once upon a time, it got cold. then, it stayed cold.

December 5, 2011 wheelerinmongolia

Life is getting busy. While I’m not teaching English lessons, I usually either study Mongolian, do some sort of personal health maintenance activity like exercise or housecleaning, or keep in touch with someone and attempt to explain the intricacies of this experience: the beauties and frustrations, highs and lows, victories and failures. Free-time is becoming so valuable that sometimes I have to allow myself to not answer my phone and the dozens of random questions about English vocabulary and grammar. I think that being this busy is a good thing though, so long as I keep smiling throughout the process.

The power outages remain relentless. In the past 6 days, I’ve had electricity for a few hours each morning, but not at all at night. Although frustrating and inconvenient, it has become something I joke about, and my buddy Rob who lives in a village about 2 hours away can relate to the struggles of having a faulty power plant (last May, he went almost an entire month without power). The other night, I had a dream that combined two distinct time periods of my life. I was at a pub in Germany that I used to go to during my study abroad experience, but everyone in the pub was speaking Mongolian and saying “tog baihgui!” (power’s out!). I think I woke up with a big smile on my face.

The biggest event that I’ve gotten to experience recently was the Peace Corps Thanksgiving celebration in Mongolia’s capital, Ulaanbaatar (UB). To get there, I took a 15-hour bus ride which wasn’t exactly an experience I’m looking forward to repeating, but still it was pretty hilarious. Practically none of the roads in the Gobi are paved, and since I was sitting on the back of the bus, I was getting major air every time we hit a big bump. It was like being on an inner-tube strapped to a motor boat doing figure 8s and flying off the wake, except rather than an inner-tube I was squeezed on half a seat between two fairly robust men. The bus broke down a few times, which I was actually thankful for because I could rest my body. We also made a few stops at some small cafes on the side of the road. A monk cut me in line while I was trying to get some huushuur (fried pockets of meat), which was unexpected. The passengers also passed the time by breaking out in several song sessions, a nice backdrop to the bumpy desert excursion.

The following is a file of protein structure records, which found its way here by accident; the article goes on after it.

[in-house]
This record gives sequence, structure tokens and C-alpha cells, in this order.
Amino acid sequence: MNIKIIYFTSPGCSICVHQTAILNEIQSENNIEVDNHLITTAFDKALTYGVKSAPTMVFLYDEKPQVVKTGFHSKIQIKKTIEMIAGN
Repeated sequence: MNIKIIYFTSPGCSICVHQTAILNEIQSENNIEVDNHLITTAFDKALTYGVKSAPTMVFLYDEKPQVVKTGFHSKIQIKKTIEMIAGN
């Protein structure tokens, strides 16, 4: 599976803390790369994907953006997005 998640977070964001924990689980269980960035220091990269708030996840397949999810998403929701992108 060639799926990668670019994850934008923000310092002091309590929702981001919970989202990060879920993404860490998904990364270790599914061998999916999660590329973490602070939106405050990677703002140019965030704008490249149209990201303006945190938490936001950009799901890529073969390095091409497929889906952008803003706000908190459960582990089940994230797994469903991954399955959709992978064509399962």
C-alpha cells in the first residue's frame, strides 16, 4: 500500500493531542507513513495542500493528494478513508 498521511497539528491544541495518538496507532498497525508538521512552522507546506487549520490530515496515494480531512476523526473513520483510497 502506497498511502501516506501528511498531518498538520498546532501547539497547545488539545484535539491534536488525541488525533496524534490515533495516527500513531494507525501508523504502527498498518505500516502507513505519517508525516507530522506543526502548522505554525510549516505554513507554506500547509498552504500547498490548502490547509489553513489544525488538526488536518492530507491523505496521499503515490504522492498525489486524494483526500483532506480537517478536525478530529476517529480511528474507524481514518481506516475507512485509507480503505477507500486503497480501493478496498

I consider UB to be a world in and of itself within Mongolia. I guess it’s analogous to comparing a big city in the states to a small, rural town, insofar as the sights, sounds, business and availability of goods is completely different. I definitely took advantage of the opportunity to indulge in a variety of food from nice restaurants. The temperature is starting to drop well below zero, and it really hit me for the first time in UB while I was sliding around the city in my adidas. Next time, imma wear some boots!

On my first day in UB, my friend Alison Boland, who lives there now, took me to see the biggest monastery in Mongolia. She explained some of the Buddhist traditions and practices such as walking around the perimeter of the monastery and spinning  these gold-colored, rotating cylinders full of books (I forgot the appropriate name) three times to acquire the wisdom from within them. Then, we got to go inside and sit in on a session of monks chanting and praying. On both ends of the monastery, there was a monk blowing into a long, thin horn, about twice the height of my older brothers. There were several drums being played around the room, and the chanting was both discordant and beautiful. It had a heavy rhythm, and I found myself kind of closing my eyes and nodding to it. Towards the end of the chant, some older monks brought around trays full of cookies and chips to accompany the bowls of airag (fermented mare’s milk), and then basically the monks got their snack on in a big, big way. One monk deliberated his choice between cookies or chips for a really long time before finally jumping up from his seat to grab the cookies.